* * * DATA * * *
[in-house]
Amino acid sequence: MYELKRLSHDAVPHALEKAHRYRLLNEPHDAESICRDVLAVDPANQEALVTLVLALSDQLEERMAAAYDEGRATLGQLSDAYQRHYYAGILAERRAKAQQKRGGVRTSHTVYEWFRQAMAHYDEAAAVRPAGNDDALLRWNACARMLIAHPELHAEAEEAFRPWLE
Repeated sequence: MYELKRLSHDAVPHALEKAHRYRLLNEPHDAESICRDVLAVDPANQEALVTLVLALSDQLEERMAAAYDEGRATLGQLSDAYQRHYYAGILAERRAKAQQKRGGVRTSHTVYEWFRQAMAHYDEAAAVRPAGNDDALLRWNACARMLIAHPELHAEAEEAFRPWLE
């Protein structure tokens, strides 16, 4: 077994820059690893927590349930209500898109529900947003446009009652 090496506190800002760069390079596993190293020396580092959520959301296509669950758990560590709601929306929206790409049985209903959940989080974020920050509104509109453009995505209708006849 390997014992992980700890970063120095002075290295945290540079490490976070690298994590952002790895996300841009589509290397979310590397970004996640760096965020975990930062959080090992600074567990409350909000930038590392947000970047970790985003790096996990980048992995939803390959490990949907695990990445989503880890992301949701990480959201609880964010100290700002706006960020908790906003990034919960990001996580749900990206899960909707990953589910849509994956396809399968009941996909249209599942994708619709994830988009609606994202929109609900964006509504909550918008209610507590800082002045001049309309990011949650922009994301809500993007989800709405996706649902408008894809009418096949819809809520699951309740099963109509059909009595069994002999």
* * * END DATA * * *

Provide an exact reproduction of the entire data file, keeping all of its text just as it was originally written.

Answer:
[in-house]
Amino acid sequence: MYELKRLSHDAVPHALEKAHRYRLLNEPHDAESICRDVLAVDPANQEALVTLVLALSDQLEERMAAAYDEGRATLGQLSDAYQRHYYAGILAERRAKAQQKRGGVRTSHTVYEWFRQAMAHYDEAAAVRPAGNDDALLRWNACARMLIAHPELHAEAEEAFRPWLE
Repeated sequence: MYELKRLSHDAVPHALEKAHRYRLLNEPHDAESICRDVLAVDPANQEALVTLVLALSDQLEERMAAAYDEGRATLGQLSDAYQRHYYAGILAERRAKAQQKRGGVRTSHTVYEWFRQAMAHYDEAAAVRPAGNDDALLRWNACARMLIAHPELHAEAEEAFRPWLE
């Protein structure tokens, strides 16, 4: 077994820059690893927590349930209500898109529900947003446009009652 090496506190800002760069390079596993190293020396580092959520959301296509669950758990560590709601929306929206790409049985209903959940989080974020920050509104509109453009995505209708006849 390997014992992980700890970063120095002075290295945290540079490490976070690298994590952002790895996300841009589509290397979310590397970004996640760096965020975990930062959080090992600074567990409350909000930038590392947000970047970790985003790096996990980048992995939803390959490990949907695990990445989503880890992301949701990480959201609880964010100290700002706006960020908790906003990034919960990001996580749900990206899960909707990953589910849509994956396809399968009941996909249209599942994708619709994830988009609606994202929109609900964006509504909550918008209610507590800082002045001049309309990011949650922009994301809500993007989800709405996706649902408008894809009418096949819809809520699951309740099963109509059909009595069994002999």